There is another billboard, not far from the Central one, that tells me a condominium project is the "Ultimate In 21st Century Sophisticated Living Style". That's got to be the work of the maid.
I would have thought living in a 3 x 5 metre apartment, where the front door has you walking straight into the mini-kitchen, is hardly the definition of the "ultimate" in anything, unless you're a sardine. And would somebody tell me what "living style" is, as opposed to, say, living?
(There's another billboard next to it for face cream that features the face of a Thai girl whose skin is so translucent I can see all the way through to her nasal passages and brain. This is not so much a clunky slogan issue, but she's so white she'd receive a lifetime membership to the Ku Klux Klan on her next shopping trip to Mississippi.)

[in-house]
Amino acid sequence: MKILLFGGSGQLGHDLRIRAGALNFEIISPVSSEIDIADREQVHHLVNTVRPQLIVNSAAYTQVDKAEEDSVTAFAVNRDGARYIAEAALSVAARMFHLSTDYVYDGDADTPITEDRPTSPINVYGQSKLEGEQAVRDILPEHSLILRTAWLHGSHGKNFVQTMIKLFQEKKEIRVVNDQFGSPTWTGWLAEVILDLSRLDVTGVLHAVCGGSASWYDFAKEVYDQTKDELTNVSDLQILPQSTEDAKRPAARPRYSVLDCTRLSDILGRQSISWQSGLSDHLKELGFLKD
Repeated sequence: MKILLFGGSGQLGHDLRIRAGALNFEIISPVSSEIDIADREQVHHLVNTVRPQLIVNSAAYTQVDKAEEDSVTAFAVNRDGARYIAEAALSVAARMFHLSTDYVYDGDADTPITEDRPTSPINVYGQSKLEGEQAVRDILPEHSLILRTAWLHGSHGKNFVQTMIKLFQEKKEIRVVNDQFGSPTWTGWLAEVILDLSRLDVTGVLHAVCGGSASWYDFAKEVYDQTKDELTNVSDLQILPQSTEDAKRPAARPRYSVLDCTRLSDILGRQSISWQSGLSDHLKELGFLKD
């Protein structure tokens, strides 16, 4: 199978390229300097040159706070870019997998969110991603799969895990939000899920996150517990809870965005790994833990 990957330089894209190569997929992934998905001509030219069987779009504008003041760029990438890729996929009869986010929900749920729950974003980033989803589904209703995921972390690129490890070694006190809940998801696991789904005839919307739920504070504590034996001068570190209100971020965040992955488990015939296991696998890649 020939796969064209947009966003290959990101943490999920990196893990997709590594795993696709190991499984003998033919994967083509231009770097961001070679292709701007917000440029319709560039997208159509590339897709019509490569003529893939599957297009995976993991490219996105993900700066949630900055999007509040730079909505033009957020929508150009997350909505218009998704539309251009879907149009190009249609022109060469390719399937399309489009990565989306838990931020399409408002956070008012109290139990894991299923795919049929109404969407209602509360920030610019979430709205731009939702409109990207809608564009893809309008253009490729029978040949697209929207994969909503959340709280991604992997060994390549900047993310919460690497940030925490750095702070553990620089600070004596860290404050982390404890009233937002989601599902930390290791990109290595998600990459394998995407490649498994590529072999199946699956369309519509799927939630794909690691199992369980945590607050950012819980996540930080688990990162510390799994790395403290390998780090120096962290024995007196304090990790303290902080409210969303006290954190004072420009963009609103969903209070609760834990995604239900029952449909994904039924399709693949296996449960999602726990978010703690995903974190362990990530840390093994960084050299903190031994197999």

Do you feel it too, dear reader? Are we becoming so more and more over the top that something has to burst?
We should be thankful. One of the flow-on effects of the 2014 coup d'etat was not just the eradication of the government. It also heralded the sudden end to a litany of giant billboards along the freeway, put up with taxpayers' money, championing the wondrous and varied ministerial projects of the time.
Each and every billboard featured the face of the minister in charge, suggesting our taxpayers' money was being channelled more towards licking the shins and legs of the ministers than any public announcements.